At the beginning of the Iraq war, I heard an American military analyst on CNN talking about how young American troops had a major advantage over their enemy due to the fact that most of them grew up playing video games. He went on to say that training time for pilots and drivers had been drastically reduced since most of the military machinery (fighter jets, tanks, etc.) had been outfitted with interfaces and controls that mimicked the those of video games. I thought that was interesting. It also makes me glad that Japan is an ally- those kids play video games in their sleep!
I wonder about that element of desensitization, too. You know, when a kid sees however many thousand acts of violence on TV before he reaches the age of twelve, it’s bound to make him flinch less when he sees people being shot. From a parent’s perspective, this is an outrage. From a military strategist’s point of view, however, it can actually be a good thing. It means that your soldiers aren’t going to be distracted from the job they’ve been assigned to by the violence it requires. Of you’ve seen it in “Saving Private Ryan” and “blackhawk Down,” you’re going to expect it in Afghanistan or Iraq.
Which brings me to the meeting we had the other day. Our leadership team was going over the information we use in training new personnel before they come to the field. One of the hardest things about preparing folks before they come is getting them ready for the postmodern Western European worldview. We assign books like Stan Grenz’s “A Primer on Postmodern” that teach about postmodernism, and we have them check out websites like Andrew Jones’ blog. But we still have people come over who have no concept of life beyond their modern rational worldview. So I put together a list of movies that do a good job of showing postmodernism as we seen it in Western Europe. The list included movies such as Fight Club, American Beauty, and Vanilla Sky. Oddly enough, almost all of the films on my list came out between 1999 and 2001. Unfortunately, all of them are rated R.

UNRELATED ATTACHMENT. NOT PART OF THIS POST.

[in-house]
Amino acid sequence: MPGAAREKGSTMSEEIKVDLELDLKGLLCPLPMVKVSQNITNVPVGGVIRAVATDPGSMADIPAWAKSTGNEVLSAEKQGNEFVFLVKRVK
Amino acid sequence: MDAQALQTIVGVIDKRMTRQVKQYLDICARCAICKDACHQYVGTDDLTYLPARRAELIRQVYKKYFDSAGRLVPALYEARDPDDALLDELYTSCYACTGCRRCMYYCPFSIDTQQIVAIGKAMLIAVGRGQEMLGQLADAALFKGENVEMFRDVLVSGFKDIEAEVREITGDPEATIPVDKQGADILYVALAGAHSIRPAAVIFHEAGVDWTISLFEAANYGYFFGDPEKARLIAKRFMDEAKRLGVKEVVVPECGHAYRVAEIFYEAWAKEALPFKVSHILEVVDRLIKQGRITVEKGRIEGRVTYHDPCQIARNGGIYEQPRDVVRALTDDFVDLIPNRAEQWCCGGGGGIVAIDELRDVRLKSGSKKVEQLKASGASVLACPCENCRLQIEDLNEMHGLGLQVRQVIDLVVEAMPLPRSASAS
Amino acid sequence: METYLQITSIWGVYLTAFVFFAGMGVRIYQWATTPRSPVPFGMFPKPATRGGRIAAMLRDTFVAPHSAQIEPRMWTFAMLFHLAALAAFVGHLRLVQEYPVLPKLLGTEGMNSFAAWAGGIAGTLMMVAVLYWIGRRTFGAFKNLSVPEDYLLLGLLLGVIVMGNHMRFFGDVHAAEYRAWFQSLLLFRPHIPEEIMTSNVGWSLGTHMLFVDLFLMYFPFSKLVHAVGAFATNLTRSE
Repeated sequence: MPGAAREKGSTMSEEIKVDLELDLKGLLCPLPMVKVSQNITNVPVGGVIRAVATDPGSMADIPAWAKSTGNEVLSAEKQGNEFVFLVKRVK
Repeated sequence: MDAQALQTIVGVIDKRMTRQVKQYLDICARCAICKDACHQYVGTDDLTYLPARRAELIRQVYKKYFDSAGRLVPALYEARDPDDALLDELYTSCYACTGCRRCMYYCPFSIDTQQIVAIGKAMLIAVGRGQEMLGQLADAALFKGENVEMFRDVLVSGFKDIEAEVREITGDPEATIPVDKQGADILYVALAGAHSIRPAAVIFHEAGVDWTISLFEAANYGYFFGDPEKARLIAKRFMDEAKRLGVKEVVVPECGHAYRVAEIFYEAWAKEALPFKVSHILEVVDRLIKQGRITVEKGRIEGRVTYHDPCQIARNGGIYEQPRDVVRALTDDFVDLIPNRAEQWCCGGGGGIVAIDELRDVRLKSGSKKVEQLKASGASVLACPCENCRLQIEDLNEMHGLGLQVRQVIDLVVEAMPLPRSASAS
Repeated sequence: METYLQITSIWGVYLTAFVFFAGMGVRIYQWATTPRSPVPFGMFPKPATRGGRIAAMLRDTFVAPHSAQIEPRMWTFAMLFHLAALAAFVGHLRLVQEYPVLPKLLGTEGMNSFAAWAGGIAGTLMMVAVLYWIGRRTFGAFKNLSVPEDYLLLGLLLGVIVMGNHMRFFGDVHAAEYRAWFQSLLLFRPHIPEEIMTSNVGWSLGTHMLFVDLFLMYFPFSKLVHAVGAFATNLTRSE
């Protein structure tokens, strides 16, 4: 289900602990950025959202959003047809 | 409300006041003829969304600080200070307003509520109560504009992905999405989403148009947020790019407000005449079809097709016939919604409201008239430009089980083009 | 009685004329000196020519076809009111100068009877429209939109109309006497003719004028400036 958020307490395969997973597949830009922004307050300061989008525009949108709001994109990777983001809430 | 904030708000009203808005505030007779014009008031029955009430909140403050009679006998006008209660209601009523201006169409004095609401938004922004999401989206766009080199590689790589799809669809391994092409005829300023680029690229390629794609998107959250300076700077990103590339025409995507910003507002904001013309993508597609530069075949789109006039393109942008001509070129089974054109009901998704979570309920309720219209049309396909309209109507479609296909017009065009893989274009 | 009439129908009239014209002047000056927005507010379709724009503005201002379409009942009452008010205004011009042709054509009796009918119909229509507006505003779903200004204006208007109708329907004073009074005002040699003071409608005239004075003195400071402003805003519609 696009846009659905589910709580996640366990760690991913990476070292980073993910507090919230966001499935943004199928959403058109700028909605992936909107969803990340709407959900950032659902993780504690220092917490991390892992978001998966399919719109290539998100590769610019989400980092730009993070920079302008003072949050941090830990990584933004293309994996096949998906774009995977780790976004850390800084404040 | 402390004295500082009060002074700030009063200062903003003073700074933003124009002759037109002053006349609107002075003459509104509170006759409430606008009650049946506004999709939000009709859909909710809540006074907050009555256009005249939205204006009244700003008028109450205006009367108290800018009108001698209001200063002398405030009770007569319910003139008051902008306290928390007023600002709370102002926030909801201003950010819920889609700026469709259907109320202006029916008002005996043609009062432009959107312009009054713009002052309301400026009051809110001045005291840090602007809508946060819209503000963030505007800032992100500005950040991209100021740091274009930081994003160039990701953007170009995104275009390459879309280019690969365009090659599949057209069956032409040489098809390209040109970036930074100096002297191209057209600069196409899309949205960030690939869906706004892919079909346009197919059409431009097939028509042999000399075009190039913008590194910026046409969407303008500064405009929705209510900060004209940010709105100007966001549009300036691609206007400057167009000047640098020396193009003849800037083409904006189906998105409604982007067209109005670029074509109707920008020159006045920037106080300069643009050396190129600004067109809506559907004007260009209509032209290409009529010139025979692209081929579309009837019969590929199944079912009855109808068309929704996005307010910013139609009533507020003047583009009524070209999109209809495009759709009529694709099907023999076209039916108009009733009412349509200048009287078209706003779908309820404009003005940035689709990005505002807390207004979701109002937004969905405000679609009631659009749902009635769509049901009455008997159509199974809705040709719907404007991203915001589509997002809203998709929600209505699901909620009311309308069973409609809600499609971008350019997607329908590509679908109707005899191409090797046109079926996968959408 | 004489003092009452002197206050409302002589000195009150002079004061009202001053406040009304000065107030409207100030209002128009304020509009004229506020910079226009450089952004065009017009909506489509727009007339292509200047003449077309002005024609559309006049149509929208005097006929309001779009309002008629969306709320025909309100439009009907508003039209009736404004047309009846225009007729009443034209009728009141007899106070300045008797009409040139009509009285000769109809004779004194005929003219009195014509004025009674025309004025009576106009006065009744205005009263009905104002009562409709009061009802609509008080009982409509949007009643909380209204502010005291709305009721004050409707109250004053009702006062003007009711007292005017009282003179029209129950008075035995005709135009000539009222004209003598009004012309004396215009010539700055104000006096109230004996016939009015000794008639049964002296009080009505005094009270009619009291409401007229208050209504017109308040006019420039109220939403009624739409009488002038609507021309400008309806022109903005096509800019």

Even though there are many films that do a great job of illustrating postmodernism, we will not be sending this list of movies to new personnel. There is no way we can even suggest, much less assign, an R-rated movie as preparation and training material for new missionaries. The reasons, I think, are obvious.
I think there is value in studying the culture and those things that influence it. What if we could get our people used to European culture before they got here? The problem, of course, is that so much of the culture is defined by it’s sin. There is value in being exposed to the relativism, anti-consumerism, and cynicism that define this culture. But how can we expose ourselves to those attitudes without sitting through the foul language, sex, and violence that usually accompany them?
On the one hand, I want to say, “Watch the movie. Life and ministry in Europe (and the States, for that matter) requires that we be exposed to things that are not God-honoring. If you’re going to be offended by lost people doing lost people things, how are you going to spend time with them? That’s what the spiritual armor is for.” But on the other hand, I would say, “We’re surrounded by sin. We see it every day. What good can come from exposing ourselves to any more of it?”
So the question remains: How can we be PG people and yet minister in an R-rated world? I guess my answer would be that if we equip our people to be in tune with the Holy Spirit and to be students of the culture, we can be incarnational without becoming carnal.